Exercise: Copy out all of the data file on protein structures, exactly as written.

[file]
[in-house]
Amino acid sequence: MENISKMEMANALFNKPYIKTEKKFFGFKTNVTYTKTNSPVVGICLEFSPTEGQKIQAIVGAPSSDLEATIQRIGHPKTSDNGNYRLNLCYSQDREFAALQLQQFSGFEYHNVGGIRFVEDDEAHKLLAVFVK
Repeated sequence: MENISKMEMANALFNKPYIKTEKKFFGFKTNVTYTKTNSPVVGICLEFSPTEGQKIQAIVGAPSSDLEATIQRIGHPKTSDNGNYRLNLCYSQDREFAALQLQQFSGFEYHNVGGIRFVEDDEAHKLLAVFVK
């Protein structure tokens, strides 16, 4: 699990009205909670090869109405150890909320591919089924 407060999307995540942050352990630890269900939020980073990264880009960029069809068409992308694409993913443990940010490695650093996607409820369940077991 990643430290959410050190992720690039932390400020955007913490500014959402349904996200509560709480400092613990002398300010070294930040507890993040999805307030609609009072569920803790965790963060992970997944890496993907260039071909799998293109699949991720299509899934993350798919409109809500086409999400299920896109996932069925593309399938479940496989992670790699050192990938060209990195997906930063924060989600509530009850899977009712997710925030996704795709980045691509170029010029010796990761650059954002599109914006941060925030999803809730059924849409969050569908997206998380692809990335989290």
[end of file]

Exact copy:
[in-house]
Amino acid sequence: MENISKMEMANALFNKPYIKTEKKFFGFKTNVTYTKTNSPVVGICLEFSPTEGQKIQAIVGAPSSDLEATIQRIGHPKTSDNGNYRLNLCYSQDREFAALQLQQFSGFEYHNVGGIRFVEDDEAHKLLAVFVK
Repeated sequence: MENISKMEMANALFNKPYIKTEKKFFGFKTNVTYTKTNSPVVGICLEFSPTEGQKIQAIVGAPSSDLEATIQRIGHPKTSDNGNYRLNLCYSQDREFAALQLQQFSGFEYHNVGGIRFVEDDEAHKLLAVFVK
């Protein structure tokens, strides 16, 4: 699990009205909670090869109405150890909320591919089924 407060999307995540942050352990630890269900939020980073990264880009960029069809068409992308694409993913443990940010490695650093996607409820369940077991 990643430290959410050190992720690039932390400020955007913490500014959402349904996200509560709480400092613990002398300010070294930040507890993040999805307030609609009072569920803790965790963060992970997944890496993907260039071909799998293109699949991720299509899934993350798919409109809500086409999400299920896109996932069925593309399938479940496989992670790699050192990938060209990195997906930063924060989600509530009850899977009712997710925030996704795709980045691509170029010029010796990761650059954002599109914006941060925030999803809730059924849409969050569908997206998380692809990335989290």